Researchers have long known that diabetes distress — worrying excessively about your diabetes or blood glucose control, or feeling powerless in the face of diabetes — is linked to worse blood glucose control and other diabetes-related outcomes. But the relationship between these outcomes and distress hasn’t always been exactly clear, since it could run in two directions — it’s not hard to imagine how distress could lead to worse outcomes, or how worse diabetes control could lead to distress. So the design of the new study is noteworthy, since it didn’t simply compare outcomes in people with different levels of diabetes distress. Instead, it measured the effects of a targeted program aimed at reducing diabetes distress.
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The study’s participants were 301 adults with type 1 diabetes, with an average age of 45 and and average A1C level (a measure of long-term blood glucose control) of 8.8%, indicating less than ideal glucose control. Participants were randomly assigned to one of two groups, with the aim of seeing what kinds of interventions helped reduce diabetes distress. The first group took a direct approach toward reducing diabetes distress, hearing and discussing ways to reduce the psychological burden of diabetes. The second group took an education-based approach, to see if learning more about diabetes and its management had an impact on diabetes distress. Participants received assessments at the beginning of the study as well as nine months later, looking at self-reported diabetes distress and self-care, A1C, and how frequently they experienced hypoglycemia (low blood glucose).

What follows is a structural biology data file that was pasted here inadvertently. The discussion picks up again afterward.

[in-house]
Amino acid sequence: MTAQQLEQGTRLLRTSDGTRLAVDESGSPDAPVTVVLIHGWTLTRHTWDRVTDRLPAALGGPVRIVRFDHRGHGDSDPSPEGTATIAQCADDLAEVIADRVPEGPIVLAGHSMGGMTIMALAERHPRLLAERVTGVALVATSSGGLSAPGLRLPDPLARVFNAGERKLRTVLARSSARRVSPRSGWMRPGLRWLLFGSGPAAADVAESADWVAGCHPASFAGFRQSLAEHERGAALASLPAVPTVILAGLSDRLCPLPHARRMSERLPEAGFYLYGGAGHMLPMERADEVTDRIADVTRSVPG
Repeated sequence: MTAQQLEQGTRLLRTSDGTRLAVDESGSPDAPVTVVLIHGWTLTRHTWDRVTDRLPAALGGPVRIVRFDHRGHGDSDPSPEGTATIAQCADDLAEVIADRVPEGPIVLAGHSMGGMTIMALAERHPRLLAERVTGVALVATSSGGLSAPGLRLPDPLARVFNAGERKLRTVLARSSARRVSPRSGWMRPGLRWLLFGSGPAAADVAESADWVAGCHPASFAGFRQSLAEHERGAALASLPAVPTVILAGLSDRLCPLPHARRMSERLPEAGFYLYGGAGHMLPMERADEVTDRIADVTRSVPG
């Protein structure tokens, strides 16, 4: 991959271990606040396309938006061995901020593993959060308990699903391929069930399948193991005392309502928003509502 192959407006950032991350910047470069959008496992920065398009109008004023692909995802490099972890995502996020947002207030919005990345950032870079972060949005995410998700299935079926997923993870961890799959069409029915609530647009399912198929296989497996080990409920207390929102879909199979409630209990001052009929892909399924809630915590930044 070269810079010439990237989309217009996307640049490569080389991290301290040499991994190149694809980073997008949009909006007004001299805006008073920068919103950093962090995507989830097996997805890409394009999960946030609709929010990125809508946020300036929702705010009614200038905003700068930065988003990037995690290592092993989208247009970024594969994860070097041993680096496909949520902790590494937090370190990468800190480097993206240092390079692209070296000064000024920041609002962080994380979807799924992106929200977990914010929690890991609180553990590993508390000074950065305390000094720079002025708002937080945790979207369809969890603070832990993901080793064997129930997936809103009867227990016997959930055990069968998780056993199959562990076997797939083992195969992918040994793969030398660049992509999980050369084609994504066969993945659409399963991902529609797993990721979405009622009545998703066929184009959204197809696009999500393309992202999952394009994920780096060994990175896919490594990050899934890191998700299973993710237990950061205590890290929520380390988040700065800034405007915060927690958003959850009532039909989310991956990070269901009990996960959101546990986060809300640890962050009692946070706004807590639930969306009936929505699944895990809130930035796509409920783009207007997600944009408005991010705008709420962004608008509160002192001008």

Reduction in diabetes distress linked to better blood glucose control
The researchers found that regardless of which group participants were assigned to, a reduction in diabetes distress was linked to better diabetes-related self-care and blood glucose control. People who experienced a reduction in diabetes distress missed fewer insulin doses, adjusted their insulin doses more frequently, tested their blood glucose more frequently, and were more likely to adopt continuous glucose monitoring (CGM). They also experienced fewer episodes of hypoglycemia and tended to see a lower A1C level over time.
Ad noted in a Medical Dialogues article on the study, participants who were assigned to the group that directly tackled diabetes distress were more likely than those in the education-oriented group to experience a reduction in diabetes distress. But both approaches had some success, so it’s possible than an intervention based on both psychological and educational approaches could be most effective at reducing diabetes distress.
The results indicate that reductions in diabetes distress do not affect blood glucose outcomes directly, but instead “through improvements in self-care behavior,” the researchers wrote. These findings “support the importance of integrating disease management with [diabetes distress] interventions to maximize improvements” in blood glucose control.
Want to learn more about managing diabetes distress? Read “Diabetes Distress: Another ‘Complication’ of Having Diabetes.”